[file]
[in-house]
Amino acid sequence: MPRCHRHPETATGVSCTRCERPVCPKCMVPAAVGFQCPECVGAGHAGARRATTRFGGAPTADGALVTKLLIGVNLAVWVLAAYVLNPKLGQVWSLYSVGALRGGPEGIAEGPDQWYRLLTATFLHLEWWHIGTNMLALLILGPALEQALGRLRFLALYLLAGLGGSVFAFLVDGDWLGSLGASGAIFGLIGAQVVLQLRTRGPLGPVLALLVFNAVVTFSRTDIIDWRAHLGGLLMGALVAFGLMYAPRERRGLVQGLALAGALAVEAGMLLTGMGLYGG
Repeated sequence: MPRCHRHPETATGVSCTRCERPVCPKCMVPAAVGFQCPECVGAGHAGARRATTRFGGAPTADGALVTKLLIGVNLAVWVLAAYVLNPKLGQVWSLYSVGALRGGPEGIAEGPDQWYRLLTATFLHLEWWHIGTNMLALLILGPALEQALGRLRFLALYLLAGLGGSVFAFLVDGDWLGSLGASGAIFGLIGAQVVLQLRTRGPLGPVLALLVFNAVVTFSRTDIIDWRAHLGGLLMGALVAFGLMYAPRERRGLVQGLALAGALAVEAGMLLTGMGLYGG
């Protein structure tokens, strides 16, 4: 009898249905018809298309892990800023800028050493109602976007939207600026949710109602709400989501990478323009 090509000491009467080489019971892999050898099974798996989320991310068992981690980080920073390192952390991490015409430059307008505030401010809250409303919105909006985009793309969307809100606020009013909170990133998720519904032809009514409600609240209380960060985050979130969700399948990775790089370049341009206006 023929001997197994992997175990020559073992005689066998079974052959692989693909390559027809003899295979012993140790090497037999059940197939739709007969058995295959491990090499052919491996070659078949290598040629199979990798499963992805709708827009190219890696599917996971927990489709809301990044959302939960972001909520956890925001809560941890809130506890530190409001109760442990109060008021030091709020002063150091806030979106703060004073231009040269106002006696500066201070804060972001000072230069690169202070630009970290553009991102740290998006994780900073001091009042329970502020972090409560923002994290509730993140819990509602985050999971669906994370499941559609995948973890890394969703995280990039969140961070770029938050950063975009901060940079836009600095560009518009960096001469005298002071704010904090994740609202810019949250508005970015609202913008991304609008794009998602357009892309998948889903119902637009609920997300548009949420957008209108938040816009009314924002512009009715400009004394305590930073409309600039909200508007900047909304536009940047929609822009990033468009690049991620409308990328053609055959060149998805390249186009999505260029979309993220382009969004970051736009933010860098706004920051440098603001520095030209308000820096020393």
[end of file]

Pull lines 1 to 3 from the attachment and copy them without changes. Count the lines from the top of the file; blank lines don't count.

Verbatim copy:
[in-house]
Amino acid sequence: MPRCHRHPETATGVSCTRCERPVCPKCMVPAAVGFQCPECVGAGHAGARRATTRFGGAPTADGALVTKLLIGVNLAVWVLAAYVLNPKLGQVWSLYSVGALRGGPEGIAEGPDQWYRLLTATFLHLEWWHIGTNMLALLILGPALEQALGRLRFLALYLLAGLGGSVFAFLVDGDWLGSLGASGAIFGLIGAQVVLQLRTRGPLGPVLALLVFNAVVTFSRTDIIDWRAHLGGLLMGALVAFGLMYAPRERRGLVQGLALAGALAVEAGMLLTGMGLYGG
Repeated sequence: MPRCHRHPETATGVSCTRCERPVCPKCMVPAAVGFQCPECVGAGHAGARRATTRFGGAPTADGALVTKLLIGVNLAVWVLAAYVLNPKLGQVWSLYSVGALRGGPEGIAEGPDQWYRLLTATFLHLEWWHIGTNMLALLILGPALEQALGRLRFLALYLLAGLGGSVFAFLVDGDWLGSLGASGAIFGLIGAQVVLQLRTRGPLGPVLALLVFNAVVTFSRTDIIDWRAHLGGLLMGALVAFGLMYAPRERRGLVQGLALAGALAVEAGMLLTGMGLYGG